Major League Baseball Commissioner Rob Manfred walked back earlier comments that suggested growing interest in bringing the designated hitter to the National League.
“I think we’re status quo on the DH,” Manfred told ESPN, “because it is the single most important feature that defines the differences between the two leagues.”
Manfred’s predecessor abolished the league presidents, ushered in interleague play, and assigned umpires to all of baseball rather than the NL or AL. The designated hitter remains one of the last vestiges suggesting a difference in the two leagues beyond their names.
Manfred claimed last week at the owners’ meetings to feel momentum shift in favor of allowing designated hitters to take the place of pitchers in the batting order in the National League as they have done in the American League since 1973. Cardinals GM John Mozeliak seconded the commissioner’s assessment.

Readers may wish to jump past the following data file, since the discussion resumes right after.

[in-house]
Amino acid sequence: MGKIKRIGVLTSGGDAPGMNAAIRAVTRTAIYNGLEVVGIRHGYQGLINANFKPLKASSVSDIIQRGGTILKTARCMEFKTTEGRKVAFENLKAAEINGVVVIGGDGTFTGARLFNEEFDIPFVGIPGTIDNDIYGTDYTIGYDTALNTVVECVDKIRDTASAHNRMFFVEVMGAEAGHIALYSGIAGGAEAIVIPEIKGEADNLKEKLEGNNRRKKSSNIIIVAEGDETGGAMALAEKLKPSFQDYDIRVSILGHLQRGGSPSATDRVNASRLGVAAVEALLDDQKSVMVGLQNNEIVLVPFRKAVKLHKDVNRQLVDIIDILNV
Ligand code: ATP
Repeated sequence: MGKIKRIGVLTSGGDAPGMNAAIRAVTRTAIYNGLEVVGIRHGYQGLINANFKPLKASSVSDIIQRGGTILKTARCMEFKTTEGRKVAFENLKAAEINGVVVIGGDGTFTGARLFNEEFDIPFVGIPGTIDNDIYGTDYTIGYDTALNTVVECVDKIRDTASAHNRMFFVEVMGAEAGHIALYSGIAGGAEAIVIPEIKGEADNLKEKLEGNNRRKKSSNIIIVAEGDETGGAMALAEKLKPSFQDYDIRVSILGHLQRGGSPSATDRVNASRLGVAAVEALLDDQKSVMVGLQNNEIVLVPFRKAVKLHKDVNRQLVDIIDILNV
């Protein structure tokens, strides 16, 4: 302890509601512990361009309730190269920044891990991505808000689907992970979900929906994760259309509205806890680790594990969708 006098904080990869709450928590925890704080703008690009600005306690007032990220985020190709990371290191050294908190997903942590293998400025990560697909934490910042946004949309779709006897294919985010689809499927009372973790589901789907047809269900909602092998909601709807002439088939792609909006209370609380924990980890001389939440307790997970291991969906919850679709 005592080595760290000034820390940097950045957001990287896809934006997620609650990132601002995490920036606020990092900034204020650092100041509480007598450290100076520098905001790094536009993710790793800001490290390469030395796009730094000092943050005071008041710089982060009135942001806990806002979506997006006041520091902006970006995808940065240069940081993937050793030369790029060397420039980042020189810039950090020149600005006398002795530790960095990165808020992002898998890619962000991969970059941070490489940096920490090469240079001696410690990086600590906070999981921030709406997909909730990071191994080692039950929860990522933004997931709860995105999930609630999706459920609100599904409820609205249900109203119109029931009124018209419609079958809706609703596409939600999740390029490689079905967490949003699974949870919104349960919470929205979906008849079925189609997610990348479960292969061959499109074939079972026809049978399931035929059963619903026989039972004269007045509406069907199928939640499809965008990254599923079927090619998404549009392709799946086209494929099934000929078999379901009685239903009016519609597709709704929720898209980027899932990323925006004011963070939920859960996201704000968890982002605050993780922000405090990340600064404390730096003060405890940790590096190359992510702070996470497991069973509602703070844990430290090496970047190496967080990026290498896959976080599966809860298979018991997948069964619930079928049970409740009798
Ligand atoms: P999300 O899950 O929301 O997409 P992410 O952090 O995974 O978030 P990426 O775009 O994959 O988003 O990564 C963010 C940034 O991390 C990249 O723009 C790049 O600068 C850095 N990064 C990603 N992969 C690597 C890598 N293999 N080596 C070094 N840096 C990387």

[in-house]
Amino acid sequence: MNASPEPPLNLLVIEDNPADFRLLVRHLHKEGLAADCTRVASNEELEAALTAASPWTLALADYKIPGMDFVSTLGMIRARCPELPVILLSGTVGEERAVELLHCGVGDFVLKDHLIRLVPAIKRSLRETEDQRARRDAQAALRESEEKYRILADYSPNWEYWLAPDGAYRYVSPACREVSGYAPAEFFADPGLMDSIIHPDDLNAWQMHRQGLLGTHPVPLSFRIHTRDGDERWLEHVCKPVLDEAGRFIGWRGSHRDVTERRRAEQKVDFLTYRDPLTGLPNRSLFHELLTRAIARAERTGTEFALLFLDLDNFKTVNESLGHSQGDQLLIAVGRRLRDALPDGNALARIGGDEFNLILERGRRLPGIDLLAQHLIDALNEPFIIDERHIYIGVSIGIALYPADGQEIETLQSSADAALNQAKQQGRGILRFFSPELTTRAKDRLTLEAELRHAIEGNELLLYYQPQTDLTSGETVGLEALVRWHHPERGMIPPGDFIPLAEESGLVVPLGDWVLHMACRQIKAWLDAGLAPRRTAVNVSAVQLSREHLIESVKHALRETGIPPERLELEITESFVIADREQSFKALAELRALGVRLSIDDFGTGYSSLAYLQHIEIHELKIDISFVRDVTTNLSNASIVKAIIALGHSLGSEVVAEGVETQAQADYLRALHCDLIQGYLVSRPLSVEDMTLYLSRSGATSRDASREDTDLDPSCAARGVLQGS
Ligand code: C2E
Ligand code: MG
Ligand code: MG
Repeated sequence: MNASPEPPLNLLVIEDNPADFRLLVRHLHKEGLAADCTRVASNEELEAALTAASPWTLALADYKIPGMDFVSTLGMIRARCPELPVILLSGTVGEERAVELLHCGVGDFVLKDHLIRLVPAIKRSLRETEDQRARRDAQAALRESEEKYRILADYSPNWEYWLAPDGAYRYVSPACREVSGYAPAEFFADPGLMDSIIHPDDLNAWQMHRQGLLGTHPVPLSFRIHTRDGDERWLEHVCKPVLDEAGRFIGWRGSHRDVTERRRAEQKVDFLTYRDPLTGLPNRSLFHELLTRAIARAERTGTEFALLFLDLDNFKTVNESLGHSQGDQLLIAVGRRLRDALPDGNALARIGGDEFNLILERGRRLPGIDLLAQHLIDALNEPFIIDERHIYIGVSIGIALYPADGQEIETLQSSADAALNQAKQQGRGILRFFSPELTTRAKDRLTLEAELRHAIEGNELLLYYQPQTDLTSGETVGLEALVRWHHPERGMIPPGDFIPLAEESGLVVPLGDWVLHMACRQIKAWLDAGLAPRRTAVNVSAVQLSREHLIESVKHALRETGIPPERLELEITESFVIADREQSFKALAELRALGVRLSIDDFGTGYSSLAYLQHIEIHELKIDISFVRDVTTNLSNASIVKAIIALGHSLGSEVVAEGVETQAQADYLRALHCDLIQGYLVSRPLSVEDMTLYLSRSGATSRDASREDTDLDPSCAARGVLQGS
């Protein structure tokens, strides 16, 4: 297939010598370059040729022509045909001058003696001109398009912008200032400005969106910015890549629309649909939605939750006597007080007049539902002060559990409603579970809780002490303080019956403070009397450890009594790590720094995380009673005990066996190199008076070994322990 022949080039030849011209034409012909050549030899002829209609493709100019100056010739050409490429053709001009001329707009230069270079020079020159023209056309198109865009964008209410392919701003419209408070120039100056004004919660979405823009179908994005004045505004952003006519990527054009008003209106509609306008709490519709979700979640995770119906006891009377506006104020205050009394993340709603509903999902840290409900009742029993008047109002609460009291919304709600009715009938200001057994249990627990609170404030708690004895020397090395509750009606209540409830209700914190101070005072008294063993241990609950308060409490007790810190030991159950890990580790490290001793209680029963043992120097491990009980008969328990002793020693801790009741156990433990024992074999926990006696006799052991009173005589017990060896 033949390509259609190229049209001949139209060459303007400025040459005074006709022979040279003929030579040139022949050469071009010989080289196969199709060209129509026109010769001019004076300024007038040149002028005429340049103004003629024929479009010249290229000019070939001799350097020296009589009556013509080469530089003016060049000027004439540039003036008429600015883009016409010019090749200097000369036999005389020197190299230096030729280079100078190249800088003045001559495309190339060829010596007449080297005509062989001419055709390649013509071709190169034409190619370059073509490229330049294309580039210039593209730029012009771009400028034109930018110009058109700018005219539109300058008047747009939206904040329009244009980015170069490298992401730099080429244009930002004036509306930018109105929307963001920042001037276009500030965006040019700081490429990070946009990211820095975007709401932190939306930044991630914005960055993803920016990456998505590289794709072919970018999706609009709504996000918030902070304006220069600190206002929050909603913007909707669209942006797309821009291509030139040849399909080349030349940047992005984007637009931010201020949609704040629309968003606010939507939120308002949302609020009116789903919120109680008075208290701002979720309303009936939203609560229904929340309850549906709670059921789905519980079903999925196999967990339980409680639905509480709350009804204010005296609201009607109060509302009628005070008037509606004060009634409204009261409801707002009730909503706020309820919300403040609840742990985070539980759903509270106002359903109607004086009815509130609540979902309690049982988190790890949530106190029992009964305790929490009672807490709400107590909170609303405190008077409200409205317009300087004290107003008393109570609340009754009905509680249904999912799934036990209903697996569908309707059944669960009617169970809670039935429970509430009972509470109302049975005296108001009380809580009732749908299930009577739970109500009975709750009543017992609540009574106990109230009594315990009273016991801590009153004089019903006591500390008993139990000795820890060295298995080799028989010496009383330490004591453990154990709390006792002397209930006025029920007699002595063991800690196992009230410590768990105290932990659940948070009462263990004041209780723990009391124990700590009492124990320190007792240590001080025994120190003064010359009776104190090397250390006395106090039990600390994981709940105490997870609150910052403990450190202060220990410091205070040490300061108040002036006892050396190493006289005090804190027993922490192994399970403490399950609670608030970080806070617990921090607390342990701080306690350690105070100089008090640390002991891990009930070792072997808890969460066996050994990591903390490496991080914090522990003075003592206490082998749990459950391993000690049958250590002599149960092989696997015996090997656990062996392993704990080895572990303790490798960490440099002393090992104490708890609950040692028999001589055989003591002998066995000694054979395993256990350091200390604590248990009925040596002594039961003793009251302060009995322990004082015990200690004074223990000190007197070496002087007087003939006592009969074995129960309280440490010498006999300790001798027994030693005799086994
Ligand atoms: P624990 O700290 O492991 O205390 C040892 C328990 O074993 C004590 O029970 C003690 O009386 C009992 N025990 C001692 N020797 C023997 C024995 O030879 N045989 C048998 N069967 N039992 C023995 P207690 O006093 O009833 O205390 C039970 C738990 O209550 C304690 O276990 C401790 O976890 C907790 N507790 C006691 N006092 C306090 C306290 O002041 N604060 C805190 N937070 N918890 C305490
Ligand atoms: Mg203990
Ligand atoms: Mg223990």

“I do feel like there were times I could look all of you in the face and say it’s a non-starter, it’s not being discussed at the owner level or GM,” Mozeliak remarked at the Cardinals fanfest. “But over the past year it has. I’m not suggesting you’re going to see a change but I definitely think the momentum [has changed].”
Despite acknowledging that his comments exaggerated the prospect of change, Manfred nevertheless affirmed a shift in attitudes in his conversation with ESPN. He says that owners in the older league encountering talk of designated hitters twenty years ago would have regarded it as heresy. Even if most NL owners look to maintain this distinguishing characteristic, they now appear open to discussion on the subject, Manfred says.
“The most likely result on the designated hitter for the foreseeable future is the status quo,” Manfred told ESPN. “I think the vast majority of clubs in the National League want to stay where they are.”